Sperm formation step could hold clues to male contraception

A cross-college collaboration is opening new doors in the study of male infertility by breaking down a key step in sperm formation. Isolating the intricacies of meiotic sex chromosome inactivation (MSCI), will now enable researchers to identify what happens when that key step fails.

MSCI is essential for sperm formation, or spermatogenesis, but scientists previously only had a high-level picture of the process. “What we did was add resolution to the process of spermatogenesis. Now, we can study it in detail and understand why spermatogenesis is unsuccessful,” said Paula Cohen, professor of genetics in the Department of Biomedical Sciences in the College of Veterinary Medicine.

Cohen co-led the study, published in the journal eLife Feb. 23, with Marcus Smolka (College of Agriculture and Life Sciences), interim director of the Weill Institute for Cell and Molecular Biology and professor in the Department of Molecular Biology and Genetics.

During MSCI, sex chromosomes are treated differently from other chromosomes: They are temporarily packaged in a structure called sex body, inside which they are silenced, meaning their genes are temporarily turned off. The team discovered that the packaging and the silencing are two distinct processes that can be decoupled.

“Before, we could only see MSCI as one unique process that would either fail or succeed,” Cohen said. “But now it can actually be broken down with silencing of XY and sex body formation as distinct processes.”

Part of the challenge was that MSCI is controlled by a pair of proteins called ATR and TOPBP1, which are involved in many functions besides spermatogenesis. So, when researchers experimentally disrupted ATR, not only did spermatogenesis fail, but hundreds of other proteins were also disrupted, making it impossible to know which one of them controlled MSCI. Similarly, blocking TOPBP1 in sperm-forming cells led to infertility – but exactly why remained unclear.

Taking a more systematic approach, Smolka and his colleagues did not block the whole TOPBP1, but rather disrupted the protein section by section, looking at the effect of each of these modifications one at a time. With one of these disruptions, the team observed that the sex body formation in MSCI progressed normally, but the silencing of X and Y chromosomes did not happen.

“We are opening doors for precision medicine for patients by understanding how specific alterations affect a gene function,” Cohen said.

Because of the broad range of functions of ATR and TOPBP1, the proteins that control MSCI, these results have far-reaching implications for male contraception, fertility and even cancer treatments.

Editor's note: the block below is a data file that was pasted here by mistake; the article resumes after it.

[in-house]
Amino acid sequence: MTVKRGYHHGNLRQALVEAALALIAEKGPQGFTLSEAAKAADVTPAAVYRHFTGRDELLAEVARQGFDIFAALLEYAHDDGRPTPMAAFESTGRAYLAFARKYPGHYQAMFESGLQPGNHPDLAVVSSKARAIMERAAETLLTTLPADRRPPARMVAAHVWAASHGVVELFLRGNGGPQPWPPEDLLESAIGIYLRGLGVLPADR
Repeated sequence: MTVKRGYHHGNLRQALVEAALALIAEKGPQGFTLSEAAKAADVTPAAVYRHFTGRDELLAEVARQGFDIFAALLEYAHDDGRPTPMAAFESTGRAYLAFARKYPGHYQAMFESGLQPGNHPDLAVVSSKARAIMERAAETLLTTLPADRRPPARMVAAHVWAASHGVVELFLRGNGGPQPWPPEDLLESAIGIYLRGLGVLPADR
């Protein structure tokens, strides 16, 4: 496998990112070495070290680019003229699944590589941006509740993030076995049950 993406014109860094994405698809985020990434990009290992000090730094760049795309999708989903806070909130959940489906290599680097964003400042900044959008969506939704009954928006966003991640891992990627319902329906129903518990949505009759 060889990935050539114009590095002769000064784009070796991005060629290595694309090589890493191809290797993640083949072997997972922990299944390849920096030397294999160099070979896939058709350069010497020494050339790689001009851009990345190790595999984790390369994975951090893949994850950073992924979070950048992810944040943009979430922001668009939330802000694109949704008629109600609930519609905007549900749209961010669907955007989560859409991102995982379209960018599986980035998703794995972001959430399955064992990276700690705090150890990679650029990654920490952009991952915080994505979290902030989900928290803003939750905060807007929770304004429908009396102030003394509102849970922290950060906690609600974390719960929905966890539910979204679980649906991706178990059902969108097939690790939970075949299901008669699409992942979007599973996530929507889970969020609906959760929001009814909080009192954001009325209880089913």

Besides spermatogenesis, the ATR and TOPBP1 are involved in repairing and protecting the genome against damages, a process that cancer cells harness to survive. “There are dozens of ATR inhibitors currently in clinical trials for cancer therapy,” Smolka said.

In parallel, Smolka wants to understand how cancer therapy impacts a patient’s fertility. “It is not enough to understand how to use these inhibitors in cancer therapy,” he said. “We also need to understand their impact on MSCI and fertility.”

The modified version of TOPBP1 recently discovered interacts differently with ATR, which will help understand how to manipulate ATR to target cancer cells without affecting fertility.

This knowledge may also be used to target ATR to halt sperm production specifically and reversibly, which could be used as a male contraceptive.

To continue their work on sex chromosome inactivation, the team applied for a grant to explore the role of enzymes called phosphatases that reverse the effect of ATR. “The effects of phosphatases on fertility are little known,” Smolka said. “But that’s also important for reversibility.”

Collaborators on this study include Robert Weiss, professor of molecular genetics in the Department of Biomedical Sciences in CVM, and Andrew Grimson (College of Arts and Sciences), professor in the Department of Molecular Biology and Genetics.

For Cohen and Smolka, this breakthrough would not have been possible without the multiple teams with different expertise that came together through the R3 interest group – a group of Cornell scientists interested in mechanisms of DNA replication, repair and recombination. “We all work on very different topics, and this is a very interdisciplinary study,” Cohen said. “One thing that Cornell does very well is bringing people together.”

This research was supported by the Eunice Kennedy Shriver National Institute of Child Health and Human Development, National Institute of Health – General Medicine, the Spanish Agencia Estatal de Investigación, European Union Regional Funds, a 2022 CVG Scholar Award from the Center of Vertebrates Genomics and the 2022 ASCB International training Scholarship to CFRA.

Elodie Smith is a writer for the College of Veterinary Medicine.

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